Hotels fascinate me. The whole idea of a home-away-from-home offers the prospect of fresh perspectives in an environment designed around MY needs, both the basic and (from time to time) the more aspirational. As the legendary hotelier Conrad Hilton put it, “My hotel philosophy agrees with that of Boswell as expressed in his Life of Dr. Johnson: ‘There is nothing which has yet been contrived by man by which so much happiness is produced as by a good tavern or inn.'” Hilton was a man who recognised that this vision of the perfect Guest Experience is fulfilled via hard work, attention to detail, and – my favourite word – Enthusiasm: “There is no such thing as being ‘a little bit enthusiastic.’ You either are or aren’t. If you
aren’t you face failure and boredom. You can’t take it by the spoonful.”
Hilton died in 1979 and there are few of his stature and personal dominance running hotels today. More than half of the world’s hotels are now branded properties, with franchising being the operating model of choice for most of the large hotel operators, according to a new report. This perhaps explains why so many hotel experiences today are bland, homogeneous and sadly lacking in that vital component of Enthusiasm.
The challenge – and also the opportunity – for hoteliers is, in part, that the Guest Experience is uniquely in-depth; delivered over a minimum of say 12 hours, during which every detail impacts that Customer in a uniquely personal way:
- Will I be made to feel welcome and relaxed when I check in?
- Will the bed be comfortable?
- Will I be able to open a window, or operate the heating/aircon?
- Will the TV be easy to use?
- Will the kettle fit under the tap so I can fill it?
- Will every Team member engage with me so that I feel like a valued Guest?
Perhaps because of the prevalence of the franchise model syndrome, the majority of hotels seem content to subject their Guests to experiences that are strangely counter-intuitive: in other words, from the check-in experience to the room experience to the service experience it feels as though everything has been designed, not for real, individual people, but for the mass market. Assuming the hotel company considers its segment of this market – and we’ll give them the benefit of the doubt! – it too often feels as though its primary objective in designing the business model and the Guest Experience is to maximise the efficient generation of a consistent profit number.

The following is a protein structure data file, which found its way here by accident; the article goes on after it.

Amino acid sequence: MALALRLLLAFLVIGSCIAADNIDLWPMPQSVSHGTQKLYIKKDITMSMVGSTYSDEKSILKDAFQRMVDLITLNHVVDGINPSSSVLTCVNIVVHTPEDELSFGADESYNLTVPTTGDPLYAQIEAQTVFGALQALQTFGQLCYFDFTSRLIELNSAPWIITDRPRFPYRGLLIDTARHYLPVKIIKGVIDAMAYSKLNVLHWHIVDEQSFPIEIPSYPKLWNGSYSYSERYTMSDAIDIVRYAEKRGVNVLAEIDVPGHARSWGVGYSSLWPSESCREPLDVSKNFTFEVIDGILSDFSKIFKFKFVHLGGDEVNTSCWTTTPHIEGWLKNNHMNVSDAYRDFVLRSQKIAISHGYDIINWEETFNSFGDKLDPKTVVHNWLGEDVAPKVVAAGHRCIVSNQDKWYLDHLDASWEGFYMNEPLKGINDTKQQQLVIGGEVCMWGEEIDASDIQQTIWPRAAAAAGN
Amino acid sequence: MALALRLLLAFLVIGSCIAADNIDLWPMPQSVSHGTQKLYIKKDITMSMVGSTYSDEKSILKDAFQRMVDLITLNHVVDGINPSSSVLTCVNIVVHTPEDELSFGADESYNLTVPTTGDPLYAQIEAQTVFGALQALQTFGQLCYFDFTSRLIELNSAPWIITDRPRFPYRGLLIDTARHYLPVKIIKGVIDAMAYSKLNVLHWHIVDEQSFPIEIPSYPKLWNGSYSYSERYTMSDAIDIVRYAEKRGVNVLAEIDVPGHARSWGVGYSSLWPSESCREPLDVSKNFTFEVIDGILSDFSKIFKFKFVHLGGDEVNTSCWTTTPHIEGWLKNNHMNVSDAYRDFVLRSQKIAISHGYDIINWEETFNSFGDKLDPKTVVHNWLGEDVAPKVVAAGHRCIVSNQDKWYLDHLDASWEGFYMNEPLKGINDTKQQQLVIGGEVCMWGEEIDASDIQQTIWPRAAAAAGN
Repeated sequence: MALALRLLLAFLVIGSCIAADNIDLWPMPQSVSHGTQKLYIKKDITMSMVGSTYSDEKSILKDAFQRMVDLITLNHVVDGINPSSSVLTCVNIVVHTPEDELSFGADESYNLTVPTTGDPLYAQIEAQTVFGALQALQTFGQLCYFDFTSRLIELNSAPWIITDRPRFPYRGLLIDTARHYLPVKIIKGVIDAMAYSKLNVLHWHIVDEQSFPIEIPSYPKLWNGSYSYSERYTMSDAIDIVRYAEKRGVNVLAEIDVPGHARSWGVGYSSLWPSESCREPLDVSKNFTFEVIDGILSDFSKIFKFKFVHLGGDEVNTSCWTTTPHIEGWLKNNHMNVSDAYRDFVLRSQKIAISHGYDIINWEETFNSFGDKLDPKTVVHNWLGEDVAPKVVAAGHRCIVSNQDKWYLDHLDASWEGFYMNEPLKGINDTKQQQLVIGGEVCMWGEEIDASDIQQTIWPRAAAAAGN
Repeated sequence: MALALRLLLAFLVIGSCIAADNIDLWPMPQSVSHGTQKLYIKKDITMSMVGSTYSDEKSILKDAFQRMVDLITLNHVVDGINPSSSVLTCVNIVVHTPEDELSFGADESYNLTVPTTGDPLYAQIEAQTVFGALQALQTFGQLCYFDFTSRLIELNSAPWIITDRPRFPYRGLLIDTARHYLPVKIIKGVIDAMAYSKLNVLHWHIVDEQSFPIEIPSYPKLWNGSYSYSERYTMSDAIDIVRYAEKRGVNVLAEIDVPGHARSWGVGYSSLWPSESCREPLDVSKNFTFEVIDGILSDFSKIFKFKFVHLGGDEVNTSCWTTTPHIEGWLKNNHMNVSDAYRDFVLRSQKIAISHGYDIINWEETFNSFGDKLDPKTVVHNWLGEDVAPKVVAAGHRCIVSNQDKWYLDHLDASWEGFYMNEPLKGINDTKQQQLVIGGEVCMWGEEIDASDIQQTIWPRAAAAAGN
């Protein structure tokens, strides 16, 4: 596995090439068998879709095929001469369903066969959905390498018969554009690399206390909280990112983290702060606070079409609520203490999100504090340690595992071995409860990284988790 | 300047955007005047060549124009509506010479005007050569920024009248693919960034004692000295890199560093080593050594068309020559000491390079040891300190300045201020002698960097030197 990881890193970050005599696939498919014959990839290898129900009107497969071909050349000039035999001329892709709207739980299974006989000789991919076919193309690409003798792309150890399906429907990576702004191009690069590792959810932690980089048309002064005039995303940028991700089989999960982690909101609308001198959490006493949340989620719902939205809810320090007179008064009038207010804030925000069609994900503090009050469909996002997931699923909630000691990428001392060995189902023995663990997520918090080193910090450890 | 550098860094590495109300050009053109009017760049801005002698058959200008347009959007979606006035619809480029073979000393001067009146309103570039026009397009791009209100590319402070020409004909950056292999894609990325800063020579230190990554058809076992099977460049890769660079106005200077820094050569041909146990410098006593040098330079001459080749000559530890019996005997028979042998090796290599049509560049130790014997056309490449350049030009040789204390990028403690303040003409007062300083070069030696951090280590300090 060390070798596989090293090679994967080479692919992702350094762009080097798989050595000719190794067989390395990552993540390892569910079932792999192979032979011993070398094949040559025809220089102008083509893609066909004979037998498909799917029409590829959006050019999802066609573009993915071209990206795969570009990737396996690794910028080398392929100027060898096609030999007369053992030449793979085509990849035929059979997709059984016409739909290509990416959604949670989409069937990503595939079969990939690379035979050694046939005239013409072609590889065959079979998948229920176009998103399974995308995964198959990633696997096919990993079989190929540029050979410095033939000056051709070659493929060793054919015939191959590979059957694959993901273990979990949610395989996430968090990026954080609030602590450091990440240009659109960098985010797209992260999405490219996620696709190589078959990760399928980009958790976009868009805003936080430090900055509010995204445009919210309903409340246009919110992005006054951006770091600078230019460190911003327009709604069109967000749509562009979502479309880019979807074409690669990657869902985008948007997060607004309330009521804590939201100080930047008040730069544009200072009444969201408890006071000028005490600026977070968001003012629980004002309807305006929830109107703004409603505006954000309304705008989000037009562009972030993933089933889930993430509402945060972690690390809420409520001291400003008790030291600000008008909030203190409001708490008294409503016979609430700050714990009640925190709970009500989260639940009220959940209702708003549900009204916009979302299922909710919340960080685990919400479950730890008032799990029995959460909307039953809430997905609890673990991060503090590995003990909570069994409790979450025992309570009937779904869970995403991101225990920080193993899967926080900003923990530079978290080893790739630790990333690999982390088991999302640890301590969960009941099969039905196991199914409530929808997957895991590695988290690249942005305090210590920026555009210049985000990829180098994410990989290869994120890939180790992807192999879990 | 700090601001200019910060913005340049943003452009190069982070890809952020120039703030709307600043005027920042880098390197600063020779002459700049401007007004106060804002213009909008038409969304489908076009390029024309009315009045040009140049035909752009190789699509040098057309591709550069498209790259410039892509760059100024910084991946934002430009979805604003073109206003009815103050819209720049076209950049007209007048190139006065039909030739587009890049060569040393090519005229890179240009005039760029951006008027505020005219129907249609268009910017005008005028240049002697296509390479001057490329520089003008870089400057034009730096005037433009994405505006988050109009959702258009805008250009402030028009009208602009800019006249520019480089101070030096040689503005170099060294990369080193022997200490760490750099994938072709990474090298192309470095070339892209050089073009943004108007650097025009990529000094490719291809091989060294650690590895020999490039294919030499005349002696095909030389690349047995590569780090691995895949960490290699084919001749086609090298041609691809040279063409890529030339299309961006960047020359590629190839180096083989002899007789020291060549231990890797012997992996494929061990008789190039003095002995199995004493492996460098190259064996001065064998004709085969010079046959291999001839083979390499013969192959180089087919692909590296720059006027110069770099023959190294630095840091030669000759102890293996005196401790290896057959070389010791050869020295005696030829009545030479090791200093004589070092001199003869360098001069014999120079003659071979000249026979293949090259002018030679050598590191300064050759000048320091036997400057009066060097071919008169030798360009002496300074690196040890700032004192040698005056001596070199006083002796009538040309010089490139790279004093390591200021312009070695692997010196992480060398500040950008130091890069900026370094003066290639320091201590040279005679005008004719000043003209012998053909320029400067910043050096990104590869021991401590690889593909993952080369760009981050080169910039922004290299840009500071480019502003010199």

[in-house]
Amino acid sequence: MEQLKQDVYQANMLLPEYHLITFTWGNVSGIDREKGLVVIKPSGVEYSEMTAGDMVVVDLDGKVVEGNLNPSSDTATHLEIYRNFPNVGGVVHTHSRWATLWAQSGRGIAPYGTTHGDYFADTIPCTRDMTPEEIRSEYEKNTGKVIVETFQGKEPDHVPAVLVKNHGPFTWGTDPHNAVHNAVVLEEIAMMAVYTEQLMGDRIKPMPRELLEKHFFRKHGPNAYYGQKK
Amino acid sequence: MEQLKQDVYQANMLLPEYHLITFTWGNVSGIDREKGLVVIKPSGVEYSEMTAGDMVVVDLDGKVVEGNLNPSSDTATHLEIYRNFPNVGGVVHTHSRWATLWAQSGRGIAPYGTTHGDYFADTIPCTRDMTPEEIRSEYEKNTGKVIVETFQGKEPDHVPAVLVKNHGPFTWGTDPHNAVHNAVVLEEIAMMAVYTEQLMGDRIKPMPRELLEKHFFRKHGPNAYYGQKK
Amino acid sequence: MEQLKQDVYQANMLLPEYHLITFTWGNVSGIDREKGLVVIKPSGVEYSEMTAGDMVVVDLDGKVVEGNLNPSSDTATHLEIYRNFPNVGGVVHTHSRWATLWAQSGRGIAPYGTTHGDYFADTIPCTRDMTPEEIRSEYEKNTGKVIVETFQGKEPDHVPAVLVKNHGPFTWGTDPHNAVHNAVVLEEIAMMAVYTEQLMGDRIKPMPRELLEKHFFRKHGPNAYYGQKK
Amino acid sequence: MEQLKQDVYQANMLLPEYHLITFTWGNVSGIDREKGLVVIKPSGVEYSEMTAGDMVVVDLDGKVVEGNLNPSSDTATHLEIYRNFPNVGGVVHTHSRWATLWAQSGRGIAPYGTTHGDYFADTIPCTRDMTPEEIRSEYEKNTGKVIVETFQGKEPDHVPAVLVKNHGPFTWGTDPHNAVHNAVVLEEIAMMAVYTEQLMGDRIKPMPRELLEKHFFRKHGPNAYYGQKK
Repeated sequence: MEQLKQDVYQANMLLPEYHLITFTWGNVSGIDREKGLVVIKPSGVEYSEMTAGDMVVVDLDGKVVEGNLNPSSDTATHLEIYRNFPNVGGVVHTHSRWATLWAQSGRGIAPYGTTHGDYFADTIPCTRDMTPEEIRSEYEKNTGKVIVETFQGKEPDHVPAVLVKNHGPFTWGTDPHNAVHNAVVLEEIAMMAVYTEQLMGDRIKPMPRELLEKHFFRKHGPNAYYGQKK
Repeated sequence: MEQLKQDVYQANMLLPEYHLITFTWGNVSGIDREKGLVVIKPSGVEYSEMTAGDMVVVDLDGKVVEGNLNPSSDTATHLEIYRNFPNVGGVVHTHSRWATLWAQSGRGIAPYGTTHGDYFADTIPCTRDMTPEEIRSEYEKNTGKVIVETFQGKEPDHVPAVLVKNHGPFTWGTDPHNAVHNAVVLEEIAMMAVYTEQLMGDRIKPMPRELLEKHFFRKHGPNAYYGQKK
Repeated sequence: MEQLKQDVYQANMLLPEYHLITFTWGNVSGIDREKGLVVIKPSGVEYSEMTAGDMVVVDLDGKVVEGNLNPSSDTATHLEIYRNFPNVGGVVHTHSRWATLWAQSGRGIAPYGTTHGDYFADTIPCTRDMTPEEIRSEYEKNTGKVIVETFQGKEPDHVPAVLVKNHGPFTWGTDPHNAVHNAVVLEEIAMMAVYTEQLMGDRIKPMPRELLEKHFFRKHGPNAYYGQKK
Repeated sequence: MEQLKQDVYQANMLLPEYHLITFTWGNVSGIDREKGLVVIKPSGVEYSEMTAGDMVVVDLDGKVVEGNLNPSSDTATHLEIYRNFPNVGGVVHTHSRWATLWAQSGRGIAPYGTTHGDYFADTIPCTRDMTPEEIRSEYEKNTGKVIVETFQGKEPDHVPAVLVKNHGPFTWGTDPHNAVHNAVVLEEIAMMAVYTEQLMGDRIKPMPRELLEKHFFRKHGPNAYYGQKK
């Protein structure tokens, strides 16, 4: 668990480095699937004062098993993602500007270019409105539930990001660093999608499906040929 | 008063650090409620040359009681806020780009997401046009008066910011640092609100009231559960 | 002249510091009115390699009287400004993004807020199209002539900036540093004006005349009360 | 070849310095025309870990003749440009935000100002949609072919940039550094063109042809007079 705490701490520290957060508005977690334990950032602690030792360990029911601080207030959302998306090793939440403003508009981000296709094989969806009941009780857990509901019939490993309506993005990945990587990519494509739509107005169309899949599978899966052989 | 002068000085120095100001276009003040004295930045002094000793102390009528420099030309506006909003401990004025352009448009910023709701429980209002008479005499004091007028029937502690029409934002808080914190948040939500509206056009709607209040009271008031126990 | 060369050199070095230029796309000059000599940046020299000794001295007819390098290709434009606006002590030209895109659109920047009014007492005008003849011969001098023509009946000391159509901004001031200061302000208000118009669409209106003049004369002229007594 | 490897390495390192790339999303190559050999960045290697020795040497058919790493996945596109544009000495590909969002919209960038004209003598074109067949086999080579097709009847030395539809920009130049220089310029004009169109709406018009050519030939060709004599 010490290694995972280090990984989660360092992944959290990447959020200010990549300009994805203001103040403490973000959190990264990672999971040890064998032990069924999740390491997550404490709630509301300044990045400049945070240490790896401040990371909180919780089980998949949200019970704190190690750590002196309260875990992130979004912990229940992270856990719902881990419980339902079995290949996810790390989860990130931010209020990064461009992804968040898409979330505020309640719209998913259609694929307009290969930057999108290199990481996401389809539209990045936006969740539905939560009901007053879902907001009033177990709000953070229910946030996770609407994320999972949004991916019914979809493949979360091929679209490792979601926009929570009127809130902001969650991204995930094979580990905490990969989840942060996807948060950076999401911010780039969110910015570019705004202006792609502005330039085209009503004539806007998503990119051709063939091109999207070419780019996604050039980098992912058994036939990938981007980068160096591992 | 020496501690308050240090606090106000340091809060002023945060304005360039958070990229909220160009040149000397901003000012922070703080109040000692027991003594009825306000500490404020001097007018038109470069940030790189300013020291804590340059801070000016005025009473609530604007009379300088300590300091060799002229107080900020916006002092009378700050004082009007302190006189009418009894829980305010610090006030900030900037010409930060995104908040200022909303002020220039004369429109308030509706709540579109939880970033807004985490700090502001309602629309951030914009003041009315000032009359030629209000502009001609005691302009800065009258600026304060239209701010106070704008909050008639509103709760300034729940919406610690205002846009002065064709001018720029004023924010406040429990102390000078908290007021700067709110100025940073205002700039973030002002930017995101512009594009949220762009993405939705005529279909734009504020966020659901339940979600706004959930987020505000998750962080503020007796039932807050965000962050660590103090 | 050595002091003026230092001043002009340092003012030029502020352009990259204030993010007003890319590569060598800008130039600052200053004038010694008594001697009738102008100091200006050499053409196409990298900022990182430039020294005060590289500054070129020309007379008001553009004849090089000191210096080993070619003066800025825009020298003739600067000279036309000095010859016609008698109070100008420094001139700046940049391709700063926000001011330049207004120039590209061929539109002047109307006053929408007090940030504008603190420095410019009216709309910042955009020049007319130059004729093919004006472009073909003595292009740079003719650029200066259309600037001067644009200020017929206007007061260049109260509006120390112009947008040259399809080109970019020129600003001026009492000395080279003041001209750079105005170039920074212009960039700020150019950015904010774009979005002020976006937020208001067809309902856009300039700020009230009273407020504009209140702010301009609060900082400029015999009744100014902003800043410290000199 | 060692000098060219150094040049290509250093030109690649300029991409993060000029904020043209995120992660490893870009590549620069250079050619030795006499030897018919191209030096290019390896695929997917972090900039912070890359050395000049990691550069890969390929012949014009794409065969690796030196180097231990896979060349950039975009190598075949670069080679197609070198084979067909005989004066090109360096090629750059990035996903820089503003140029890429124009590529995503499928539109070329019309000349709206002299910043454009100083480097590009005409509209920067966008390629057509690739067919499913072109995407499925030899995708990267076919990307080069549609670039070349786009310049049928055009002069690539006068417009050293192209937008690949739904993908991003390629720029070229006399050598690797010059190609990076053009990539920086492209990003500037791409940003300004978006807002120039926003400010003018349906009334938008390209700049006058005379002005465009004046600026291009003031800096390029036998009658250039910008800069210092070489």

As a result, one has to search out independent hotels run by passionate people,
or invest in five star luxury to have a chance of a memorable, differentiated experience.
And yet, how hard is it to design a helpful sign, or a light switch that looks like a light switch? How hard is it to design a check-in experience that is guaranteed to be welcoming, efficient and distinctive? And how hard is it to source a TV remote control that is as simple to use as the one ‘I’ have at home?
Going back to first principles, having identified its Purpose and its market segmentation, every hotel should employ a Service Excellence Model to ensure that every element is designed primarily not around profit, but around the Guest, and the Team that delivers the experience to the Guest, in a Setting that is designed not primarily for its looks but for its serviceability. It’s about making people feel at home, not alienated by confusing gadgets or bureaucratic rules.
Here’s a little list I found when I Googled “How to make people feel at home”: it’s not aimed at hotels, but I think it could be adopted by every hotel in the world – probably tomorrow. It would be a good start!
Designing a great Guest Experience starts here!